Manitobans gathered in downtown Winnipeg today to launch Phase III of the Stop Sex with Kids public awareness campaign -- a call-to-action designed to mobilize adults to get involved and do their part to protect children.
Empowering hotel staff to stop child sexual exploitation will be the outcome of a partnership between the province and the Manitoba Hotel Association, Family Services and Consumer Affairs Minister Gord Mackintosh announced today.
A Winnipeg-based organization that fights against the sex trafficking of children is about to receive a major financial boost from a multinational beauty company. Beyond Borders, a volunteer-run group founded by Winnipegger Rosalind Prober, is the Canadian beneficiary of an international campaign The Body Shop is launching today.
The sexual enslavement of women and children is a global human rights issue in our own backyard. Manitobans and Canadians need not look to countries notorious for human trafficking for sexual exploitation, like Thailand, or developing countries, they only need to look at the streets of Winnipeg and other cities, especially those in Western Canada.
Manitoba needs more safe places geared to sexually exploited youths when they don't have any supports at home and want to get off the streets, a panel of experts said yesterday.
Sexual abuse comes in many forms. That's part of what a few hundred cops, court employees and social service workers who crammed into the Fort Garry Hotel this past week learned during the annual conference sponsored by the Canadian Centre for Child Protection. They also came to share their insights that surround the hyper-sexualization of children, something that makes most of us cringe and sometimes, just tune out.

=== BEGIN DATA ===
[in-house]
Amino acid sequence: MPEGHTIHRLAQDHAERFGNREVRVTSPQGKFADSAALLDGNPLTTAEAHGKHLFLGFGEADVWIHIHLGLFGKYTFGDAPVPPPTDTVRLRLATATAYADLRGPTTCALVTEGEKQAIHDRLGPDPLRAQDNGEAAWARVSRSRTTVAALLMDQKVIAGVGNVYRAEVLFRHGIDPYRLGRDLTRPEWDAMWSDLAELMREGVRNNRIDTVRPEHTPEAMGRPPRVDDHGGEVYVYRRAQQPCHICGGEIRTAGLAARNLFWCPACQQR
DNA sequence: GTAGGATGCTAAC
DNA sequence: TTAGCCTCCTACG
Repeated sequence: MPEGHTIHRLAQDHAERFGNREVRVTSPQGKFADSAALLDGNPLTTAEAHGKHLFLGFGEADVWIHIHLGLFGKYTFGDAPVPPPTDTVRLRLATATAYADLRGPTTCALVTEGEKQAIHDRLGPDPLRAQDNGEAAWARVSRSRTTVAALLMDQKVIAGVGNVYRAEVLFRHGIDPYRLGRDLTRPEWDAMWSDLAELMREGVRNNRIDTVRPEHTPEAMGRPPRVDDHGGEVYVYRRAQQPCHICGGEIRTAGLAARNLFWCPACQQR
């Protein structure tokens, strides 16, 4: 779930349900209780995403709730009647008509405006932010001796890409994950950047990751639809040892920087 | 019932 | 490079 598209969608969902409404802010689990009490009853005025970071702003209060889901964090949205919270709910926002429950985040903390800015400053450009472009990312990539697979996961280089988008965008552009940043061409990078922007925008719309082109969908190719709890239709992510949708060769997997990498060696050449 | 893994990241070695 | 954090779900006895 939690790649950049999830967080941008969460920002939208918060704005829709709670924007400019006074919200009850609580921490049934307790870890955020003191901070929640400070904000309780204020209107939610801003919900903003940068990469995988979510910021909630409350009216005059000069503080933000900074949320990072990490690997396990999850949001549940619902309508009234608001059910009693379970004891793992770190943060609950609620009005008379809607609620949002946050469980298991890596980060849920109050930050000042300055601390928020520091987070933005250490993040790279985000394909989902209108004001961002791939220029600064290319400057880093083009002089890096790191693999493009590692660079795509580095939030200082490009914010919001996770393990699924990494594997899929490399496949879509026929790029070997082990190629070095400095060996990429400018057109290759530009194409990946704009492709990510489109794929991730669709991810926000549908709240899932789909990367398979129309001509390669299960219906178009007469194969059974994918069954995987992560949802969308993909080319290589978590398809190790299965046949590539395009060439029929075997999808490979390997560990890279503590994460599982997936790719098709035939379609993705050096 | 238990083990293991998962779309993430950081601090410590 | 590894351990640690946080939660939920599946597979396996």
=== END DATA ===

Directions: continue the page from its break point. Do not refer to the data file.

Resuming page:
The 1870s was a colourful time for Winnipeg, an era when the city shared the title as the most wicked in the country with, of all places, Barrie, Ont.
It is a commonly accepted myth that children and youth involved in the sex trade have chosen that life. Reality is that these children are being manipulated and sexually exploited because they are vulnerable.
Tracia Owen was only 14 years old when she hanged herself in an abandoned Victor Street garage, ending a life filled with turmoil, drug use and sexual exploitation. Now, three years after her tragic death, a strategy named in her honour aims to protect other youth from suffering a similar fate.
Joined by police, service agencies and Aboriginal organizations, the province is launching Phase 2 of a sexual exploitation strategy called Tracia's Trust in honour of Tracia Owen, Family Services and Housing Minister Gord Mackintosh announced today.
Winnipeg - Child Find Manitoba, along with Manitoba Family Services and Housing, launched a provocative awareness and community action campaign today that highlights the impact of child sexual exploitation on its victims.
Public Relations Assistant